Human low passage foreskin fibroblast cells were incubated with graded concentrations of the prodrug or PMEA with or without the respective virus in microtitre plates. Drug was added at the time of virus infection. The incubation time was three days for HSV and 14 days for HCMV. The cells were then stained with crystal violet and read on a Skatron Plate Reader at 620 nm. From the optical density data a computer program calculated the percent reduction in viral cytopathic effect (CPE), the prodrugs cytotoxic effect, and EC50 values. The viral strains employed were HSV1-E377, HSV-2-MS, HCMV-AD169. One thousand PFU/well of HSV virus or 2500 PFU/well of HCMV were employed in these assays.

HSV and HCMV Plaque Inhibition

Human low passage foreskin fibroblast cells were incubated with graded concentrations of the prodrug or PMEA with or without the respective virus in six well plates. 20-30 PFU of virus was added 1 hour prior to addition of the drug. The cells were incubated with an agarose MEM culture media and incubated for three days for HSV and 14 days for HCMV. The cells were then stained with neutral red and plaques counted using a stereomicroscope.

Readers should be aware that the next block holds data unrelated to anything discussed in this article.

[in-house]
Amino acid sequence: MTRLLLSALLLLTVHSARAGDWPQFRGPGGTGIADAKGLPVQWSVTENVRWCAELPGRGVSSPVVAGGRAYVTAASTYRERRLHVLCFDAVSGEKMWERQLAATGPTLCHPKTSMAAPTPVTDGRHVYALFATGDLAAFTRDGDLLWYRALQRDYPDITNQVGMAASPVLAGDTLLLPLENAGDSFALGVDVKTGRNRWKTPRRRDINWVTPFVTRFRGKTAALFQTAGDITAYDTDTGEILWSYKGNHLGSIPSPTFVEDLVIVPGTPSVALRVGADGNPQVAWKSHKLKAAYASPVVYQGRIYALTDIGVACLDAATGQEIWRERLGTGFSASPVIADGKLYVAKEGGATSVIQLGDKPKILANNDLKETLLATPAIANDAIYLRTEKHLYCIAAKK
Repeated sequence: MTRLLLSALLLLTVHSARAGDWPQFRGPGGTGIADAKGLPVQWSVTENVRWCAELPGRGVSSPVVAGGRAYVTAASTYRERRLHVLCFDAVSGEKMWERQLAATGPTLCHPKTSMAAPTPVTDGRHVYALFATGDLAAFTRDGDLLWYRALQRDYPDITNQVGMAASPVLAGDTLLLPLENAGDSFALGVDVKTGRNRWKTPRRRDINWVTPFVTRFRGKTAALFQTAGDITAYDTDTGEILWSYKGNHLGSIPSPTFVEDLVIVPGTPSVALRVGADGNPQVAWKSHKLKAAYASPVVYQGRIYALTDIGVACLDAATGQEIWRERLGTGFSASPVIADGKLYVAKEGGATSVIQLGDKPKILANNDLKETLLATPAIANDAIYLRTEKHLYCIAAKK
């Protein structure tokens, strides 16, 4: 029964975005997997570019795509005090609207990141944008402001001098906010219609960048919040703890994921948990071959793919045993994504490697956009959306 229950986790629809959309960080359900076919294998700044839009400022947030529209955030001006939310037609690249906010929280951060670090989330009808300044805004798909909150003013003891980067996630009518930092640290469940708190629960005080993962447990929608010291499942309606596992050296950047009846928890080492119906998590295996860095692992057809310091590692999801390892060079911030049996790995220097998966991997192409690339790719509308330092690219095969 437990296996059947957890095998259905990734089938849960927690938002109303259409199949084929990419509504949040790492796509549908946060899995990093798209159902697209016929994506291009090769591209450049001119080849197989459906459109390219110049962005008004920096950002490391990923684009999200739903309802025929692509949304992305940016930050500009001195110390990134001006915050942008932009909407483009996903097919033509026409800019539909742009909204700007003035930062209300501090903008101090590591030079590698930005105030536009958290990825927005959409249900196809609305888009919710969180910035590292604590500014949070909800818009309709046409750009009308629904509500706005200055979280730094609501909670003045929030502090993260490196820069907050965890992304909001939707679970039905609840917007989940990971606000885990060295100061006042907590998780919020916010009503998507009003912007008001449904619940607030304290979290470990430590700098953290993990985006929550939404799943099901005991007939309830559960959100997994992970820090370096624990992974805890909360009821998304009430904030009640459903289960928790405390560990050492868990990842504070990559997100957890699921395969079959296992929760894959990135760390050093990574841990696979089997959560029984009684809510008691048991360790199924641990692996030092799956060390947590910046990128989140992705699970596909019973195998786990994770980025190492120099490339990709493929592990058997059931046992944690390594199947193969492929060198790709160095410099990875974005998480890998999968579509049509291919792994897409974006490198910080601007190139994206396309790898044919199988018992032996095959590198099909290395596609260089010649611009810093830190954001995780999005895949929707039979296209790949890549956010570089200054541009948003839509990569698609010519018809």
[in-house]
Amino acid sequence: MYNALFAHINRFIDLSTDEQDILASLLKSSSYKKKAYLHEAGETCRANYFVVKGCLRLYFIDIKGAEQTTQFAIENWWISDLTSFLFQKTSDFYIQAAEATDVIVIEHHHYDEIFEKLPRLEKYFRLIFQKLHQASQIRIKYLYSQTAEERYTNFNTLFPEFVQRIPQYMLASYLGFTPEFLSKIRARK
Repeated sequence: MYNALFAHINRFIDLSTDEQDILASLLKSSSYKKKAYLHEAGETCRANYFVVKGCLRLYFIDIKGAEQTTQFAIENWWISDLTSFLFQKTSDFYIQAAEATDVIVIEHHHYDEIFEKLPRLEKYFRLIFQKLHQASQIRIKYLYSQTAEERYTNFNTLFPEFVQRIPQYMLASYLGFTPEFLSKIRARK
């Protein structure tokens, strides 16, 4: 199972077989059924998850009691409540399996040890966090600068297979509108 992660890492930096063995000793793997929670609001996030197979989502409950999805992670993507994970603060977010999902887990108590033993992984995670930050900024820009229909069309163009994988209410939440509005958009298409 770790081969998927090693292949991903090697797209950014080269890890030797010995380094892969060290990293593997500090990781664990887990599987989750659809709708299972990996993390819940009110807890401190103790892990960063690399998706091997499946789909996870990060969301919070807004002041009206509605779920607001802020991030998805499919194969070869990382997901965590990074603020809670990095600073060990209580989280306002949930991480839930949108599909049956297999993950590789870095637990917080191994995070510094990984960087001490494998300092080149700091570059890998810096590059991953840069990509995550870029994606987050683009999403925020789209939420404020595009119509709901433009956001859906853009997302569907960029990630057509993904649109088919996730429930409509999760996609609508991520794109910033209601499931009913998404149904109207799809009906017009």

Hepatitis B

The PMEA prodrug was tested for its ability to inhibit hepatitis B viral replication by an in vitro assay as previously described by Korba. Chronically hepatitis B producing human hepatocyte (2.2.15 cells) were grown to confluence in microtitre wells. Test compounds were added daily for a 9 day period. The culture medium was changed daily and stored for quantitation of extracellular hepatitis B viral (HBV) DNA on days 0, 3, 6, and 10. On day 10 the cells were lysed and the intracellular HBV episomal monomeric DNA and HBV replicative intermediates (RI) were quantitated. Toxicity of test compounds was assayed by treating confluent monolayers of the hepatocyte with graded doses of the compound. Toxicity was determined by the uptake of neutral red dye as measured by absorbance at 510 nanometers relative to untreated cells 24 hours following day 9 of treatment.

Cytotoxicity Screening--Cell Count Assay

Human low passage foreskin fibroblast cells were incubated with graded concentrations of the prodrug or PMEA in six well plates which had been seeded 24 hours earlier at a concentration of 2.5×104 cells per well. After three days the cells were trypsinized and counted on a Coulter Counter.

Neutral Red Assay